I still have a penchant for reading stories set in the places I’m traveling. It’s a heady mix of movement and mind. This transcends genre, perhaps because growing up in a household full of non-readers in a small rural town often referred to as the “middle of nowhere,” trips to the library meant books—my lifeline, my portal to the rest of the world and worlds that existed only in our minds. A good story is a good story.

Now, reading about places I’ve been or plan to visit is like a literary score for lived experience. I devoured Gioconda Belli’s The Country Under My Skin: A Memoir of Love and War just after visiting Nicaragua. Before flying home to Los Angeles from Sweden years ago, a friend handed me the first English translation of Stieg Larsson’s The Girl with the Dragon Tattoo. I knew nothing of the author, plot or genre but inhaled all 500+ pages by the time the plane landed, easily imagining Lisbeth Salander running around Stockholm and Mikhail Blomquist’s snow-sprinkled waterfront flat.

Books create associations with locales, if not help define them. Deanne Stillman’s Blood Brothers: The Story of the Strange Friendship Between Sitting Bull and Buffalo Bill, followed by the audio version of Lakota America by Pekka Hämäläinen, accompanied me on my drive through the Black Hills of South Dakota. I read Babette’s Feast in Denmark for the first time. While others were taking the Harry Potter, C.S. Lewis or J.R. R. Tolkien walking tours in Oxford recently, a friend and I did the basic Bodleian Library tour, where I gleefully recognized The Bodleian Oath I’d just read in The Dictionary of Lost Words by Pip Williams (and yes—I bought a tea towel conveying the covenant). And once, while driving through Louisiana, I actually said out loud “this is werewolf country” while pointing to a sign for Shreveport, thanks to Charlene Harris’ Sookie Stackhouse novels.

I couldn’t help but see the Los Angeles of Joan Didion, Raymond Chandler or Charles Bukowski everywhere I turned over 20 years of living there, while preferring the poems of Wanda Coleman to show me “from L.A. to El Dorado” and the entire canon of Michelle Serros showing me her beloved Oxnard.

I have done a little travel writing myself through the lens of food, pop culture and outdoor activities, which has given me even greater respect for writers who can make place a character so well. I hope my words have guided someone to the places their hearts desire.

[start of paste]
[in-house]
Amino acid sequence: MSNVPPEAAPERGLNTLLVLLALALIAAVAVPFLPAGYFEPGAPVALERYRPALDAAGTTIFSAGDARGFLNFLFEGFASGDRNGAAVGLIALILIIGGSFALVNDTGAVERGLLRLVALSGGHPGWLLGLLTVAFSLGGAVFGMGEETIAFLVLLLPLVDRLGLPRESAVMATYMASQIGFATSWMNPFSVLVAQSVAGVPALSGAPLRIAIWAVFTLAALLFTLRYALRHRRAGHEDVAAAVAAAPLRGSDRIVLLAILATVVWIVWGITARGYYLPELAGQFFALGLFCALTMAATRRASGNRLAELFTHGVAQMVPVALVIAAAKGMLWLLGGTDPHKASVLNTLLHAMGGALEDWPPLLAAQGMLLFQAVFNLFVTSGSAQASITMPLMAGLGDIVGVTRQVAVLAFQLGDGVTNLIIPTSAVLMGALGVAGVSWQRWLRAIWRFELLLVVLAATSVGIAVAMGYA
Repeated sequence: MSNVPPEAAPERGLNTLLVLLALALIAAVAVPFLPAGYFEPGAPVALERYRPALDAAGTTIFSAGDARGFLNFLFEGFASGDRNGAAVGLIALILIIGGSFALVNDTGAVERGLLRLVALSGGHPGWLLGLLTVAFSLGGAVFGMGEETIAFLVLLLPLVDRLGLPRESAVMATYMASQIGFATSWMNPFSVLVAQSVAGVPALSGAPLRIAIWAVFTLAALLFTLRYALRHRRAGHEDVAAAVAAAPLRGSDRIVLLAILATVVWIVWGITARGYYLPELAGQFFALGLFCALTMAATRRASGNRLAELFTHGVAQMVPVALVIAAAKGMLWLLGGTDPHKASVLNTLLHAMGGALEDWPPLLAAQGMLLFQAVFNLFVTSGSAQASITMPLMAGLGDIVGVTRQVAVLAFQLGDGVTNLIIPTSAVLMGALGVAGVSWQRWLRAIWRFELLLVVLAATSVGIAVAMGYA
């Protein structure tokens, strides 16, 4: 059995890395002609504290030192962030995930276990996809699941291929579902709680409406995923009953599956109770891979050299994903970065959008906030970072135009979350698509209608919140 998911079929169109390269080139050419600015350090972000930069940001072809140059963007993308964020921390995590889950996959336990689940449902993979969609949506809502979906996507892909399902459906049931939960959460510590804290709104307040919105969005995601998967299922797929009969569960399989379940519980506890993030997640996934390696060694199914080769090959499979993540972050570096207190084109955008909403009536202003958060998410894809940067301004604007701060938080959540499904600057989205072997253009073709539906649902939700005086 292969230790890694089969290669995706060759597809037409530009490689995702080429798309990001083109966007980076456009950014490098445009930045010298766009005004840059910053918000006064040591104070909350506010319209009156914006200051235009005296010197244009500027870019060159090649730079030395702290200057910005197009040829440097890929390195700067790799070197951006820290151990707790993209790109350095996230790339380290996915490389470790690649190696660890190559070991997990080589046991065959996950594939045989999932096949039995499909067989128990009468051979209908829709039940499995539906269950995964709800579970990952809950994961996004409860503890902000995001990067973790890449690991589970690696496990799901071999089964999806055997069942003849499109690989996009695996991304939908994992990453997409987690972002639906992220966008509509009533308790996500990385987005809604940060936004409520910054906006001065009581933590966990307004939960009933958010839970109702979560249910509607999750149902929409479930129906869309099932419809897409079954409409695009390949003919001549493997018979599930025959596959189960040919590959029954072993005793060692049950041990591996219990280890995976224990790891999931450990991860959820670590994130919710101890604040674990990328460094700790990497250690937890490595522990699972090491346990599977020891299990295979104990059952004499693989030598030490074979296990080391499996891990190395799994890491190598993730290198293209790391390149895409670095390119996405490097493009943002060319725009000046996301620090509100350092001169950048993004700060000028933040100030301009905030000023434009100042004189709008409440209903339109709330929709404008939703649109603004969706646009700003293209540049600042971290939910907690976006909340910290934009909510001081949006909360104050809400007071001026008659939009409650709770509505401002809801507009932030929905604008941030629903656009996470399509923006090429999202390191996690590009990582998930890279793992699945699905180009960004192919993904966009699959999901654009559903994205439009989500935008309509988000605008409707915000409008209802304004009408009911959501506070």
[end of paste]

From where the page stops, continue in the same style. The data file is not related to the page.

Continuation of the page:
Now, whenever traveling, I trek to the local bookstore, quick to ask for a recommendation of a book set in or about the region. I ponder what I will write of my new home in southeastern North Carolina, if this setting chooses to appear in my work. Otherwise, I will just keeping looking for it in someone else’s.


Shawna Kenney is the author of four books, most recently Live at the Safari Club: A History of Hardcore Punk in the Nation’s Capital (Rare Bird Books). Her work has appeared in Creative Nonfiction, The New York Times, Playboy, Narratively, the Brevity Blog and more.

Finding Heart Through American Idol

May 3, 2023 § 6 Comments

By Rebecca Francesca Reuter Puerto

I am watching American Idol intently this season. My heart has been captured by one of the contestants, Iam Tongi, a Hawaiian teenager living in Seattle because his family was “priced out of paradise.” His showstopper rendition of “The Sound of Silence” moved me to tears and silenced the audience.

How does he do it?

“To connect with the audience, sing from the heart,” the American Idol judges offer as advice to contestants. 

The first version of my memoir about a ten-day trip to Cuba I took with my Cuban-born mother, read more like a travelogue than a heartfelt coming-of-age mother/daughter story. I captured details of the Cuban flag flying over the land it represented. Of the soldiers standing on the tarmac with semi-automatic rifles. Of what my mother and I said to each other and why our relationship was complicated.